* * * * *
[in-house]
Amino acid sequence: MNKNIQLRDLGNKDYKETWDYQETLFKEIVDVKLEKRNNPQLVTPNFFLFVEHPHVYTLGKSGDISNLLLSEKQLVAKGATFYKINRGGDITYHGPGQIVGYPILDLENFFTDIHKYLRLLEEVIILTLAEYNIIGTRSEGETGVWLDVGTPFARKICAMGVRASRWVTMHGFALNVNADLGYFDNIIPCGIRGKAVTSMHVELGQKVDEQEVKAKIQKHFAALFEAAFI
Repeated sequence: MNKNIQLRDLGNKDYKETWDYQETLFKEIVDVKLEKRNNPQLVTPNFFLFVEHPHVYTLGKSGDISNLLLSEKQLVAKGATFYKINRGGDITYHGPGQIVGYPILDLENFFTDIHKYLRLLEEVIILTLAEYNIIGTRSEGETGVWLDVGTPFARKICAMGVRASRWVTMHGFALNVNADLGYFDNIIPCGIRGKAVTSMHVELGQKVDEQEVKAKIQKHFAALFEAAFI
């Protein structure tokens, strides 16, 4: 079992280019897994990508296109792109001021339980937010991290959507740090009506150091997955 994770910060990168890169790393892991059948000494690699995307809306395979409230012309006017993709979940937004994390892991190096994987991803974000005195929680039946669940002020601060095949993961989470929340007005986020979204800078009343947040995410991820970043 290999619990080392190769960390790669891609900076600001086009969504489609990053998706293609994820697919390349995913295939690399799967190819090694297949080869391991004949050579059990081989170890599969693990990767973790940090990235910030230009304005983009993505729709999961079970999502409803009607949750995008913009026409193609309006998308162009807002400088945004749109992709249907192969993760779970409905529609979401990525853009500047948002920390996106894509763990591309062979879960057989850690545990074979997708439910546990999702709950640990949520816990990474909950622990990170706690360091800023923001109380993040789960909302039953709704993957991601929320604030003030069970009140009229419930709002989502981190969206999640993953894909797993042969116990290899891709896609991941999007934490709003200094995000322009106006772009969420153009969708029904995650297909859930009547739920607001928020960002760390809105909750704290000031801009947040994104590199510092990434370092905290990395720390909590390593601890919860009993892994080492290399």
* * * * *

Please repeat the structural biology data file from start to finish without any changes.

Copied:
[in-house]
Amino acid sequence: MNKNIQLRDLGNKDYKETWDYQETLFKEIVDVKLEKRNNPQLVTPNFFLFVEHPHVYTLGKSGDISNLLLSEKQLVAKGATFYKINRGGDITYHGPGQIVGYPILDLENFFTDIHKYLRLLEEVIILTLAEYNIIGTRSEGETGVWLDVGTPFARKICAMGVRASRWVTMHGFALNVNADLGYFDNIIPCGIRGKAVTSMHVELGQKVDEQEVKAKIQKHFAALFEAAFI
Repeated sequence: MNKNIQLRDLGNKDYKETWDYQETLFKEIVDVKLEKRNNPQLVTPNFFLFVEHPHVYTLGKSGDISNLLLSEKQLVAKGATFYKINRGGDITYHGPGQIVGYPILDLENFFTDIHKYLRLLEEVIILTLAEYNIIGTRSEGETGVWLDVGTPFARKICAMGVRASRWVTMHGFALNVNADLGYFDNIIPCGIRGKAVTSMHVELGQKVDEQEVKAKIQKHFAALFEAAFI
């Protein structure tokens, strides 16, 4: 079992280019897994990508296109792109001021339980937010991290959507740090009506150091997955 994770910060990168890169790393892991059948000494690699995307809306395979409230012309006017993709979940937004994390892991190096994987991803974000005195929680039946669940002020601060095949993961989470929340007005986020979204800078009343947040995410991820970043 290999619990080392190769960390790669891609900076600001086009969504489609990053998706293609994820697919390349995913295939690399799967190819090694297949080869391991004949050579059990081989170890599969693990990767973790940090990235910030230009304005983009993505729709999961079970999502409803009607949750995008913009026409193609309006998308162009807002400088945004749109992709249907192969993760779970409905529609979401990525853009500047948002920390996106894509763990591309062979879960057989850690545990074979997708439910546990999702709950640990949520816990990474909950622990990170706690360091800023923001109380993040789960909302039953709704993957991601929320604030003030069970009140009229419930709002989502981190969206999640993953894909797993042969116990290899891709896609991941999007934490709003200094995000322009106006772009969420153009969708029904995650297909859930009547739920607001928020960002760390809105909750704290000031801009947040994104590199510092990434370092905290990395720390909590390593601890919860009993892994080492290399």